With management increasingly allowing employees to use their own personal devices in the workplace to increase productivity and mobility – smartphones, laptops, tablets etc – the IT department is no longer in the driving seat. This is not to say that IT departments are becoming redundant. Corporate technology is not the same as personal technology. Maintaining a business wireless network, for example, requires a significantly greater skill level than maintaining a personal wireless network at home. Furthermore, with the increasing use of the Cloud, there are important issues to be addressed in relation to security, prevention of data loss, connectivity and geographical location of the hardware. What we will see in the IT department is a shift in personnel that reflects the changes in technology.

The importance of these developments is that the enterprise is becoming the driver of IT rather than IT being the driver of the enterprise. Effectively, as a business develops it will get the IT it deserves.

So if software and IT are becoming the servant of, and driven by, business, what will this mean for the development of the Digital agenda in corporate UK? One of the major opportunities is that people will be able to react much faster to changes in the marketplace than was the historically case. The analysis of big data means that traditional routes to market and feedback therefrom will become quasi instantaneous. The new chief digital officer will be the person who puts technology at the heart of the new business environment, improving the operation and providing coherent, fluent and cohesive thinking for the whole operation.

The CDO will also be the person who brings together not only e-commerce, in all its various guises, but also internal and external communications, marketing, fulfillment and a vast array of applications that at the moment don’t even exist. If your digital direction is driven by a “techie”, you’re going to miss a great deal of the creative influence which digital makes possible. Digital enables you to do something you could not do before. It is straightforward to use digital channels to do what you used to do in an analogue way. However, real sophistication and adoption means you change what you actually do.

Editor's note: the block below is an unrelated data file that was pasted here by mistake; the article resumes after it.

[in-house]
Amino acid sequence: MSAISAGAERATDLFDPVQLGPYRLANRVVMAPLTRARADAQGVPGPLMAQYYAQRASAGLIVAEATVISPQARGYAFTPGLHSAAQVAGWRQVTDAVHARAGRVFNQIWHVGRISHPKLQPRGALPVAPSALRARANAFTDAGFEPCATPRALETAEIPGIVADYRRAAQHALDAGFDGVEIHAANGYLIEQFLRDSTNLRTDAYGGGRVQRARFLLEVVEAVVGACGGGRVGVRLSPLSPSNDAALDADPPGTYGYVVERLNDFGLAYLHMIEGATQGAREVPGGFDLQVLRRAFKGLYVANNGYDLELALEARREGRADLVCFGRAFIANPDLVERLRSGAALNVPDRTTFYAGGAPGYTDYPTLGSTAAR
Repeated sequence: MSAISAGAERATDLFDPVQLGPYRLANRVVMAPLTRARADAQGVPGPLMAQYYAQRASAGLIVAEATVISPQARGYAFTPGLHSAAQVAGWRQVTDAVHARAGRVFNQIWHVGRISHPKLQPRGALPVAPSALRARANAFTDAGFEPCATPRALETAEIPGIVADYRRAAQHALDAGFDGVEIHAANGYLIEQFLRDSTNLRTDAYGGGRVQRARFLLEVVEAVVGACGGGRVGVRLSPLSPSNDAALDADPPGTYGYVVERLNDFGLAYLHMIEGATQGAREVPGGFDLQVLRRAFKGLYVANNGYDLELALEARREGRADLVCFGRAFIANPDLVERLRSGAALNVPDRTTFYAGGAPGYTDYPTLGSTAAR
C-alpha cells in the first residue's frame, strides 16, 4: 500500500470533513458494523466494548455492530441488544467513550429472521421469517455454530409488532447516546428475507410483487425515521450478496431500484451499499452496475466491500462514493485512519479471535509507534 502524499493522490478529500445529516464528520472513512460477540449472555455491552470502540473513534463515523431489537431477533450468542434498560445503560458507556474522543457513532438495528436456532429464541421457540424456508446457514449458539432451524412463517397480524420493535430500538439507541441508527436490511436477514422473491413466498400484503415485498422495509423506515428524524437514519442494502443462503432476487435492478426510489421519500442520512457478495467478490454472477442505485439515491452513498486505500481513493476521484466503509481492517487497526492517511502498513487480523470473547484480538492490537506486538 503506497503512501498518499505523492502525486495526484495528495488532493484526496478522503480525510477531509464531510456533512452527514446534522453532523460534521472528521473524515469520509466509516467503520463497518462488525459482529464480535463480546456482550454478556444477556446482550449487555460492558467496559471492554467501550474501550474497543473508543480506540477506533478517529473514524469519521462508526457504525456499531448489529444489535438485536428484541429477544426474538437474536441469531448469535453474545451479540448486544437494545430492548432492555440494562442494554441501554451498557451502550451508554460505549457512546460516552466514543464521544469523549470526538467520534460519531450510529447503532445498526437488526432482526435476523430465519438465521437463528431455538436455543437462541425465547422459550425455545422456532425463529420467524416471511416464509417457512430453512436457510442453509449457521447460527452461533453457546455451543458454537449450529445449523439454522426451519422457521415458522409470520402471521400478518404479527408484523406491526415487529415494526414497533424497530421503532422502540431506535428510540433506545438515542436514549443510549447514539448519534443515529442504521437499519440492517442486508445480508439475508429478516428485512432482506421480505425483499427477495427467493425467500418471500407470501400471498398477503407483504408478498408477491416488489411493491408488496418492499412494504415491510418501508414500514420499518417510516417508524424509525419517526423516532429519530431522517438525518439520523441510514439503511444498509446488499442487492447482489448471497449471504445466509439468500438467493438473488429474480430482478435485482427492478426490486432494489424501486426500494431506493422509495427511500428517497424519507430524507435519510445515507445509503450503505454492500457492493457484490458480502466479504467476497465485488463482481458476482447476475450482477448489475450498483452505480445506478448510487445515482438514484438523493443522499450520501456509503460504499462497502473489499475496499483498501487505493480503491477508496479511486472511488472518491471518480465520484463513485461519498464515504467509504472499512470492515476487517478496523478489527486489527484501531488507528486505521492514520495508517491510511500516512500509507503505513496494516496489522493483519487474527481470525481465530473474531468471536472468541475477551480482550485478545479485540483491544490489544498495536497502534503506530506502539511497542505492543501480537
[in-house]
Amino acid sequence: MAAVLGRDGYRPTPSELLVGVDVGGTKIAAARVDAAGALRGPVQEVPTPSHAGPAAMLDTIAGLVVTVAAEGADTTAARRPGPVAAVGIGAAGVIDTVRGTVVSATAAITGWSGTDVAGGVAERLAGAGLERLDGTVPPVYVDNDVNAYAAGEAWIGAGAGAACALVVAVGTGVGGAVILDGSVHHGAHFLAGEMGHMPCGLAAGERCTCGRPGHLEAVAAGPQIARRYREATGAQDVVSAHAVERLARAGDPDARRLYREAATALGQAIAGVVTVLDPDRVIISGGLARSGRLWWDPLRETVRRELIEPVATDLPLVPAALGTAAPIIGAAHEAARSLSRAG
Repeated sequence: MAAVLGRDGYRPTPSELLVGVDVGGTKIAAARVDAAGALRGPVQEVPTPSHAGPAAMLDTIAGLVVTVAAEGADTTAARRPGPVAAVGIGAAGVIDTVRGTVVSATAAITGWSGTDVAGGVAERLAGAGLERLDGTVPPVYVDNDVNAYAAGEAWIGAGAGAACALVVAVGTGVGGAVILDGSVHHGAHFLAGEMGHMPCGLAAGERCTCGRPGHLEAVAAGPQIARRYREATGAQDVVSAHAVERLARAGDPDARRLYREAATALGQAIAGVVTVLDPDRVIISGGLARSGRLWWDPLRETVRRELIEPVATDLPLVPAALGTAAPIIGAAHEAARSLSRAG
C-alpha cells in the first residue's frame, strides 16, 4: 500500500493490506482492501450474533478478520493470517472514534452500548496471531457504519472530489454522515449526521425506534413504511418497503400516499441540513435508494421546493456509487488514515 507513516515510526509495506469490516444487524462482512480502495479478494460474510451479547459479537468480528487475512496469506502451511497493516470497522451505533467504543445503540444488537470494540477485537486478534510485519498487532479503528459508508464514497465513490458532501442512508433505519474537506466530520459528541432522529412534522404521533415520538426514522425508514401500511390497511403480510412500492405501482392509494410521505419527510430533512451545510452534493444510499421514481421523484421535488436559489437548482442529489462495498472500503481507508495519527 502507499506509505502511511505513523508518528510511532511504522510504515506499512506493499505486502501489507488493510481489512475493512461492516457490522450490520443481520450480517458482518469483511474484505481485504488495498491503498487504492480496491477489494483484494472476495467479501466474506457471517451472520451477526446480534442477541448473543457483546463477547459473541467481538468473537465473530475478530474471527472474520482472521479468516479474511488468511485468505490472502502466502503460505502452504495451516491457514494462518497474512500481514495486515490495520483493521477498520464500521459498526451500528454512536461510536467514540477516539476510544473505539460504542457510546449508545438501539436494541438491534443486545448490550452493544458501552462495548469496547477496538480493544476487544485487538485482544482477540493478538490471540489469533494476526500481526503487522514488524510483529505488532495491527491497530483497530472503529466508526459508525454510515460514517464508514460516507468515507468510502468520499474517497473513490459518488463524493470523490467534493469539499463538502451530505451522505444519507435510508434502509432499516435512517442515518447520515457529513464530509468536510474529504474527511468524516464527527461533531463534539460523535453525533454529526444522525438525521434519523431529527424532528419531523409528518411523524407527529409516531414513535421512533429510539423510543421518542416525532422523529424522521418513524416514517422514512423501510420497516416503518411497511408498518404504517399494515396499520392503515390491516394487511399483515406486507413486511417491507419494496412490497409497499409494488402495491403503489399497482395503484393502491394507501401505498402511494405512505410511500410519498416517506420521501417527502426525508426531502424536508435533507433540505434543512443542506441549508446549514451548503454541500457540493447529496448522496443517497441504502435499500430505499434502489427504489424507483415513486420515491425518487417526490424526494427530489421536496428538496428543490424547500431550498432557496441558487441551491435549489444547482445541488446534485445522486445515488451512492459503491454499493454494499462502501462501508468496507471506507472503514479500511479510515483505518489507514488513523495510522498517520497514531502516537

So, to go back to the core attributes Chief Executives need to be looking for when appointing a chief digital officer. First, they need to hire a CDO who is not only a visionary and an evangelist, but also a highly practical businessperson. It is all too easy to go off on a flight of fancy in the digital environment, but the fastest way to disenfranchise digital is to spend vast amounts of money which then show very little return.

The CDO should be able not only to drive business but also to enhance the experience of anyone coming into contact, whether internally or externally, with the organisation. Championing a new “research/user generated content” which will have a significant impact on business as a whole is equally vital, and they will need not only to take responsibility for all e-commerce but also for the whole marketing, internal and external communications, including investor relations.

The business credentials of the CDO will ensure that he/she creates the right business case for digital and that increased revenue and profitability are always at the heart of any new digital innovation.

And where are these people likely to be found? They could be in a general management position with experience of marketing and a significant focus on the “end user”, be this a consumer or another business. Whilst they need to have a strong understanding of the technological world, but do not themselves need to be an IT specialist or come from a technological background. It is more likely that the new CDO will be found within the marketing or communications departments rather than within the IT Department.

As companies look to drive the digital agenda as a subset of their innovation strategies, the question which UK chief executives should be asking themselves is not whether they need a chief digital officer, but why they have not already appointed one.